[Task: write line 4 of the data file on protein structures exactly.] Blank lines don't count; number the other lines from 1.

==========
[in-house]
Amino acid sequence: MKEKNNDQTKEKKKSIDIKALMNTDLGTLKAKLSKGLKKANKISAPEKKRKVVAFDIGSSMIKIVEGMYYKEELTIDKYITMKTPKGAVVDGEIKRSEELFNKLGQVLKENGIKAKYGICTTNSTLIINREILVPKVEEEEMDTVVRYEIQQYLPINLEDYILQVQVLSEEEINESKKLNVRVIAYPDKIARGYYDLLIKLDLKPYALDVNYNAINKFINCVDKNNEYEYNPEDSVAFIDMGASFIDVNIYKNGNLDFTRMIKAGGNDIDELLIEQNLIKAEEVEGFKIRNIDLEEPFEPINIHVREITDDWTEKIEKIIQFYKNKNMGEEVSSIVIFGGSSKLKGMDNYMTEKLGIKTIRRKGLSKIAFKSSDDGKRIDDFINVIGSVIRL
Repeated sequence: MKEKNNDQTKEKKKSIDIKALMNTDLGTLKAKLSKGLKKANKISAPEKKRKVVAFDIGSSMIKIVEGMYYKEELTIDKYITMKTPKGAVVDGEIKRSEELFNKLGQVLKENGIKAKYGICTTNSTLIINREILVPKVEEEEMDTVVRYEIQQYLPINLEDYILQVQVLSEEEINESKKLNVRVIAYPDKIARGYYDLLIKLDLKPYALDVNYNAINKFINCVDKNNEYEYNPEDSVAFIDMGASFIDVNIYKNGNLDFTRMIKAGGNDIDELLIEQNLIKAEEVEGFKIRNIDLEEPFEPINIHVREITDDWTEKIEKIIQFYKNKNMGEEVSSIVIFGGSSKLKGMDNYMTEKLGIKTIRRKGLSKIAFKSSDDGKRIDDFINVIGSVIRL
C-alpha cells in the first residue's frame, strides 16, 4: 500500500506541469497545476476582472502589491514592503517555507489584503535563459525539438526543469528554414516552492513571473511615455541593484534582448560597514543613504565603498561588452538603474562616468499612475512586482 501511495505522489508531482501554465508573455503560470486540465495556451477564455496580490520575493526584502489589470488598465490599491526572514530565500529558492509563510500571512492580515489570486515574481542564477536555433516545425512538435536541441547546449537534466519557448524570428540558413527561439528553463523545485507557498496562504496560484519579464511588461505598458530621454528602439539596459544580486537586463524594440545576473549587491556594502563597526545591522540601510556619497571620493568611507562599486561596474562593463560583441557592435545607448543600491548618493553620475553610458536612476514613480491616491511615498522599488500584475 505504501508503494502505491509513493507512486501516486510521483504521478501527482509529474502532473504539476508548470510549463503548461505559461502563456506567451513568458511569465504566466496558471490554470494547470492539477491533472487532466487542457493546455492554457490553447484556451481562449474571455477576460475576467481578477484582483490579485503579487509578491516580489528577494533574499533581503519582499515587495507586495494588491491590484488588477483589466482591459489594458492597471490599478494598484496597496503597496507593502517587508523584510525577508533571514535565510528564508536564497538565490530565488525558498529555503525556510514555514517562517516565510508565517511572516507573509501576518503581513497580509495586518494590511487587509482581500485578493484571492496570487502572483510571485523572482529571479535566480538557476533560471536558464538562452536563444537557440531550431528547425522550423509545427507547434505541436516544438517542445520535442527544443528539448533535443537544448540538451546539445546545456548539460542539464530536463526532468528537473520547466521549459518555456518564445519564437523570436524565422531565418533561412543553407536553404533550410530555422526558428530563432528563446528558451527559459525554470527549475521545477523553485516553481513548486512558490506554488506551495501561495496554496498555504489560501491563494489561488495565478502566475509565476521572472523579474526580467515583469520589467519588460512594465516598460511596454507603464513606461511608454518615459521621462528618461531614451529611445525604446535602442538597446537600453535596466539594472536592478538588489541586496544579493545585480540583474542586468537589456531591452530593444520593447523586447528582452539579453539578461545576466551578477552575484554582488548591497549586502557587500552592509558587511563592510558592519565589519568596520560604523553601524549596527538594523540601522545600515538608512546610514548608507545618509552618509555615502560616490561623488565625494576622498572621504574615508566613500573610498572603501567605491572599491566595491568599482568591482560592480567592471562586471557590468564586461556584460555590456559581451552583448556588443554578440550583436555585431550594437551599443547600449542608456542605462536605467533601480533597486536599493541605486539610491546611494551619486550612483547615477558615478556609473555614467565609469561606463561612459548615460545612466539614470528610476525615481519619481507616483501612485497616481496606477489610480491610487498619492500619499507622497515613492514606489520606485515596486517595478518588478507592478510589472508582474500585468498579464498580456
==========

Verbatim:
C-alpha cells in the first residue's frame, strides 16, 4: 500500500506541469497545476476582472502589491514592503517555507489584503535563459525539438526543469528554414516552492513571473511615455541593484534582448560597514543613504565603498561588452538603474562616468499612475512586482 501511495505522489508531482501554465508573455503560470486540465495556451477564455496580490520575493526584502489589470488598465490599491526572514530565500529558492509563510500571512492580515489570486515574481542564477536555433516545425512538435536541441547546449537534466519557448524570428540558413527561439528553463523545485507557498496562504496560484519579464511588461505598458530621454528602439539596459544580486537586463524594440545576473549587491556594502563597526545591522540601510556619497571620493568611507562599486561596474562593463560583441557592435545607448543600491548618493553620475553610458536612476514613480491616491511615498522599488500584475 505504501508503494502505491509513493507512486501516486510521483504521478501527482509529474502532473504539476508548470510549463503548461505559461502563456506567451513568458511569465504566466496558471490554470494547470492539477491533472487532466487542457493546455492554457490553447484556451481562449474571455477576460475576467481578477484582483490579485503579487509578491516580489528577494533574499533581503519582499515587495507586495494588491491590484488588477483589466482591459489594458492597471490599478494598484496597496503597496507593502517587508523584510525577508533571514535565510528564508536564497538565490530565488525558498529555503525556510514555514517562517516565510508565517511572516507573509501576518503581513497580509495586518494590511487587509482581500485578493484571492496570487502572483510571485523572482529571479535566480538557476533560471536558464538562452536563444537557440531550431528547425522550423509545427507547434505541436516544438517542445520535442527544443528539448533535443537544448540538451546539445546545456548539460542539464530536463526532468528537473520547466521549459518555456518564445519564437523570436524565422531565418533561412543553407536553404533550410530555422526558428530563432528563446528558451527559459525554470527549475521545477523553485516553481513548486512558490506554488506551495501561495496554496498555504489560501491563494489561488495565478502566475509565476521572472523579474526580467515583469520589467519588460512594465516598460511596454507603464513606461511608454518615459521621462528618461531614451529611445525604446535602442538597446537600453535596466539594472536592478538588489541586496544579493545585480540583474542586468537589456531591452530593444520593447523586447528582452539579453539578461545576466551578477552575484554582488548591497549586502557587500552592509558587511563592510558592519565589519568596520560604523553601524549596527538594523540601522545600515538608512546610514548608507545618509552618509555615502560616490561623488565625494576622498572621504574615508566613500573610498572603501567605491572599491566595491568599482568591482560592480567592471562586471557590468564586461556584460555590456559581451552583448556588443554578440550583436555585431550594437551599443547600449542608456542605462536605467533601480533597486536599493541605486539610491546611494551619486550612483547615477558615478556609473555614467565609469561606463561612459548615460545612466539614470528610476525615481519619481507616483501612485497616481496606477489610480491610487498619492500619499507622497515613492514606489520606485515596486517595478518588478507592478510589472508582474500585468498579464498580456